It is not easy to write an acceptable review of a movie which has been praised for its artistic quality, yet criticized for its controversial perspective and lack of objective representation. It becomes even more problematic when you consider the fact that the events are based on a true story. On the surface, there is not much to criticize. Molina and Field both deliver outstanding performances and the settings, as well as story development, are solid. However, on the level of discourse and meaning, the movie becomes quite difficult to analyze. It has a very tense and sinister atmosphere, because throughout almost the entire movie the viewer is presented with suffering, fear and basically the worst things that can happen in a marriage. I don’t think that the movie fully represents, or is even meant to represent the true nature of the American or Iranian culture. The director of the movie tried to show the story of one woman and her experiences in a foreign culture. Betty is confronted with cultural differences and even though she tries really hard at the beginning, it is almost impossible for her to be accepted by Moody´s family.

On the œInternet Movie database, I have come across some reviews, which also state that it is just the story of one woman and that it does not give ALL Iranians a bad name. In fact, it was Iraninas who helped her to escape in the first place. Some of the critics also praise the movie for being very authentic when it comes to representing a Persian culture. The director has paid attention to every detail, such as the language, the locations and even the character names. The aspect of cultural representation is also dealt with by some critics, which criticize the movie for being stereotypical and only favoring a negative representation of the Iranian culture. According to a review in the Los Angeles Times, the movie œfails to distinguish between the Iranian state and the ordinary people. The New York Times describes the movie as œexploiting Iranian stereotypes¦ However, there are also other aspects which contribute to Betty´s misery and which are not necessarily bound to intercultural communication.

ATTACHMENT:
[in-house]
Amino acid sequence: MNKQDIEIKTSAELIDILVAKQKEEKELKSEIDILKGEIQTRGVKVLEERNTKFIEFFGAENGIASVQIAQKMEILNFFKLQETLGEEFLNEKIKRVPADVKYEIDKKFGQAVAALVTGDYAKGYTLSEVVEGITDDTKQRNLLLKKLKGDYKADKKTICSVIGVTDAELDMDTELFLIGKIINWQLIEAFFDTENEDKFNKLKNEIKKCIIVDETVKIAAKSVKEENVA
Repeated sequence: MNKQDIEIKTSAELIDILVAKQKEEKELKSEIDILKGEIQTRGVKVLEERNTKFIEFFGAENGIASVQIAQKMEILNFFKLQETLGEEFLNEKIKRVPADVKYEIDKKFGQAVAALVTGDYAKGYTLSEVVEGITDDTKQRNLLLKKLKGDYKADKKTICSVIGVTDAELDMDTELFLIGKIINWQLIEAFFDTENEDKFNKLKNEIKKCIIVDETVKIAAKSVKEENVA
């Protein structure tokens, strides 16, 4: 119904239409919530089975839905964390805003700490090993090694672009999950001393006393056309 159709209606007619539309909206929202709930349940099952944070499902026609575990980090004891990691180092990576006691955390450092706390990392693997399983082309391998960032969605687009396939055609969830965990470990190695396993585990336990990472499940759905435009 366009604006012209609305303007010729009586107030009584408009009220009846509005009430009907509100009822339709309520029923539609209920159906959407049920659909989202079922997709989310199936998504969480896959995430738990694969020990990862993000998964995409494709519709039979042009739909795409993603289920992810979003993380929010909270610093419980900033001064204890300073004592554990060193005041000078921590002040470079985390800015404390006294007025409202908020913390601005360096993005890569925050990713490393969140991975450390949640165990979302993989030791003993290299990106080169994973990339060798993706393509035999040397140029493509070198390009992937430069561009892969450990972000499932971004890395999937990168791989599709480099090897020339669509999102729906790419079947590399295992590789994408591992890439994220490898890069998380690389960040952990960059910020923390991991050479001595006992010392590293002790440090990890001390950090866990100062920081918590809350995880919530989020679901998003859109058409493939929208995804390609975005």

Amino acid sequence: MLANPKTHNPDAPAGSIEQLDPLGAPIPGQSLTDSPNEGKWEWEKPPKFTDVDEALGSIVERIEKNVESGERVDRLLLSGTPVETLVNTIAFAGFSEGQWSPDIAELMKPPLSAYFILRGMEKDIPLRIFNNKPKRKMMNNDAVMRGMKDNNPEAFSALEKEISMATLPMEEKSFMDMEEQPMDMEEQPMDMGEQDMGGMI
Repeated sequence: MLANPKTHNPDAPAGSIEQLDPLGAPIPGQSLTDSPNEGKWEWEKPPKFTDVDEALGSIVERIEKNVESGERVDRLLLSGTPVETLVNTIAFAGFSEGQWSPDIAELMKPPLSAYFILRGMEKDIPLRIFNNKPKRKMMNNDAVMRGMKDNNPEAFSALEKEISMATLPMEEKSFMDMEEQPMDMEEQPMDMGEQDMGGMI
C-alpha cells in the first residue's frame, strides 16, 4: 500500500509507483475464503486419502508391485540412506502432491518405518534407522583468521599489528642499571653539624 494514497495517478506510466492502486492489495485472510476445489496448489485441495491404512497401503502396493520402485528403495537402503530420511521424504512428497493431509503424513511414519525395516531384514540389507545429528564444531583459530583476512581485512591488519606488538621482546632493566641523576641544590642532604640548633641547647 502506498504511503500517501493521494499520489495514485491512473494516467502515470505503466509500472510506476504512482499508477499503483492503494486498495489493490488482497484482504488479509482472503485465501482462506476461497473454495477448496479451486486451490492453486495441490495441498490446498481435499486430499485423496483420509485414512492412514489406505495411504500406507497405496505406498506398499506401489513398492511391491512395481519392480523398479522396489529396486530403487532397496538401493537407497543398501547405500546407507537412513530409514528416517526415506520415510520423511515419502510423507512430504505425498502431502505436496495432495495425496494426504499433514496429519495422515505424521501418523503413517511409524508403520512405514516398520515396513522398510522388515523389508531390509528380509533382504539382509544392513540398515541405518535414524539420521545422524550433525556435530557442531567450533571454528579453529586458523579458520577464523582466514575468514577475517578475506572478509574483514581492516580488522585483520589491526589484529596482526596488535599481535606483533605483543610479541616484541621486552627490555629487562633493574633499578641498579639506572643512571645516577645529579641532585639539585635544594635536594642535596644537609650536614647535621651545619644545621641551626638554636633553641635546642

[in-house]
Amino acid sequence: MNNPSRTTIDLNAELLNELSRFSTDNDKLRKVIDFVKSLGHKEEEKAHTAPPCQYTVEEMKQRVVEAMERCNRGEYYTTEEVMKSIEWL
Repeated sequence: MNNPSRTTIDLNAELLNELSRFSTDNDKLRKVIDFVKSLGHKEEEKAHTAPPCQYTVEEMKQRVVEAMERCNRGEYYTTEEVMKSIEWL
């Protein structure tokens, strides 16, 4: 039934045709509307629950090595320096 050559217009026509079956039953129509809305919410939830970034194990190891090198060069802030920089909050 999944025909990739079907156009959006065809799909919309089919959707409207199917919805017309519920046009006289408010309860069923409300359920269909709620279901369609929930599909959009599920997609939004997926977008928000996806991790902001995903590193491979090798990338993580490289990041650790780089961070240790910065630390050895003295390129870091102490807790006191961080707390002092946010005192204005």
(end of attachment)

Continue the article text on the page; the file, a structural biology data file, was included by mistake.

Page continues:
The movie deals with problems such as mutual inconsideration, domestic violence and family pressure, which are personal issues rather than cultural implications. The character of Moody undergoes such a radical transformation that it is almost hard to believe that a man is capable of such a change. Even in Iran, he seems to have two different faces; when he is alone with her, he is nice, but when he is surrounded by his family his mood changes and he treats her differently. So I think that the real problem here lies with Moody, who preferred to focus on his family and their problems, rather than showing consideration for his wife and daughter. Assigning domestic violence and fear to the Iranian (or even Islamic) culture, would be a very stereotypical way of thinking, since we are only presented with the shadow side and these negative qualities also occur in other cultures. I do not think that this movie would be very suitable for an intercultural communication class, because it does not deal with objective cultural representations. However, it is worth watching and it and the movie could be discussed in terms of stereotypes and culture. Julia Benovics, Hanna Gabel, Elvira Jaskic